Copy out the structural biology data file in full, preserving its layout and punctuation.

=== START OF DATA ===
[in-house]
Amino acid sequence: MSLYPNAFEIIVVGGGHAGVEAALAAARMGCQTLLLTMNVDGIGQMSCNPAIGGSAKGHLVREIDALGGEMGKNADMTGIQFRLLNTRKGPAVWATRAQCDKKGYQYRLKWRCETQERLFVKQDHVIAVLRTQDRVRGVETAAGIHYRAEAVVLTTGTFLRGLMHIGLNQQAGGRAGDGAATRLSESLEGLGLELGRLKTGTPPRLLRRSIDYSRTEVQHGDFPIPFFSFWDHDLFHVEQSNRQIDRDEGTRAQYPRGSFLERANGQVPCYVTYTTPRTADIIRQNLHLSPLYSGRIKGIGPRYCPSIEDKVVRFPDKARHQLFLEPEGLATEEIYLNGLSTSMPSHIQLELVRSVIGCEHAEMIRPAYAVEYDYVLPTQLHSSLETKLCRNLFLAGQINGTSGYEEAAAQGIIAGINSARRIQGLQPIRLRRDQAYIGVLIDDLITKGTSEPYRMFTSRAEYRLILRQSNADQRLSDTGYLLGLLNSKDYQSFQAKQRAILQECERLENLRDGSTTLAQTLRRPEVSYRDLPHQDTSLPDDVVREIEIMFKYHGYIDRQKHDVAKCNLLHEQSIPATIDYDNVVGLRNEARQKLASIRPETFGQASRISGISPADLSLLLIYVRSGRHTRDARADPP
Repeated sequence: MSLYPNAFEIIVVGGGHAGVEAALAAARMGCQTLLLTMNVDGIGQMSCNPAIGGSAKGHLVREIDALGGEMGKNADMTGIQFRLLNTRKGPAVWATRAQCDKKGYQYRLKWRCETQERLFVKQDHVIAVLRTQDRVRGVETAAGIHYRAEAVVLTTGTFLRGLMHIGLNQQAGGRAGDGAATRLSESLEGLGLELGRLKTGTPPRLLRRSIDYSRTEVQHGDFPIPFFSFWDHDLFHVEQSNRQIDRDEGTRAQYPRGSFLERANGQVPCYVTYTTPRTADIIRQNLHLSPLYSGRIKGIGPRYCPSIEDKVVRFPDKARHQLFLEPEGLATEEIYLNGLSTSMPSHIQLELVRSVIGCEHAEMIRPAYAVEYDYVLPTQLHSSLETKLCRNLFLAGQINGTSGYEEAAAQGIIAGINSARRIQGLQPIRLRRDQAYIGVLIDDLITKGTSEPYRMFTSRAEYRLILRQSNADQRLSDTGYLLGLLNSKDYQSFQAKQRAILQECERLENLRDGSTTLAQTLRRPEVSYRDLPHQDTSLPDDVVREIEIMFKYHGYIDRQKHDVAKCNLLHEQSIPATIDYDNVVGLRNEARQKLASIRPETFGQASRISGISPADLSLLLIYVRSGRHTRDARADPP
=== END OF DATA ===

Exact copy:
[in-house]
Amino acid sequence: MSLYPNAFEIIVVGGGHAGVEAALAAARMGCQTLLLTMNVDGIGQMSCNPAIGGSAKGHLVREIDALGGEMGKNADMTGIQFRLLNTRKGPAVWATRAQCDKKGYQYRLKWRCETQERLFVKQDHVIAVLRTQDRVRGVETAAGIHYRAEAVVLTTGTFLRGLMHIGLNQQAGGRAGDGAATRLSESLEGLGLELGRLKTGTPPRLLRRSIDYSRTEVQHGDFPIPFFSFWDHDLFHVEQSNRQIDRDEGTRAQYPRGSFLERANGQVPCYVTYTTPRTADIIRQNLHLSPLYSGRIKGIGPRYCPSIEDKVVRFPDKARHQLFLEPEGLATEEIYLNGLSTSMPSHIQLELVRSVIGCEHAEMIRPAYAVEYDYVLPTQLHSSLETKLCRNLFLAGQINGTSGYEEAAAQGIIAGINSARRIQGLQPIRLRRDQAYIGVLIDDLITKGTSEPYRMFTSRAEYRLILRQSNADQRLSDTGYLLGLLNSKDYQSFQAKQRAILQECERLENLRDGSTTLAQTLRRPEVSYRDLPHQDTSLPDDVVREIEIMFKYHGYIDRQKHDVAKCNLLHEQSIPATIDYDNVVGLRNEARQKLASIRPETFGQASRISGISPADLSLLLIYVRSGRHTRDARADPP
Repeated sequence: MSLYPNAFEIIVVGGGHAGVEAALAAARMGCQTLLLTMNVDGIGQMSCNPAIGGSAKGHLVREIDALGGEMGKNADMTGIQFRLLNTRKGPAVWATRAQCDKKGYQYRLKWRCETQERLFVKQDHVIAVLRTQDRVRGVETAAGIHYRAEAVVLTTGTFLRGLMHIGLNQQAGGRAGDGAATRLSESLEGLGLELGRLKTGTPPRLLRRSIDYSRTEVQHGDFPIPFFSFWDHDLFHVEQSNRQIDRDEGTRAQYPRGSFLERANGQVPCYVTYTTPRTADIIRQNLHLSPLYSGRIKGIGPRYCPSIEDKVVRFPDKARHQLFLEPEGLATEEIYLNGLSTSMPSHIQLELVRSVIGCEHAEMIRPAYAVEYDYVLPTQLHSSLETKLCRNLFLAGQINGTSGYEEAAAQGIIAGINSARRIQGLQPIRLRRDQAYIGVLIDDLITKGTSEPYRMFTSRAEYRLILRQSNADQRLSDTGYLLGLLNSKDYQSFQAKQRAILQECERLENLRDGSTTLAQTLRRPEVSYRDLPHQDTSLPDDVVREIEIMFKYHGYIDRQKHDVAKCNLLHEQSIPATIDYDNVVGLRNEARQKLASIRPETFGQASRISGISPADLSLLLIYVRSGRHTRDARADPP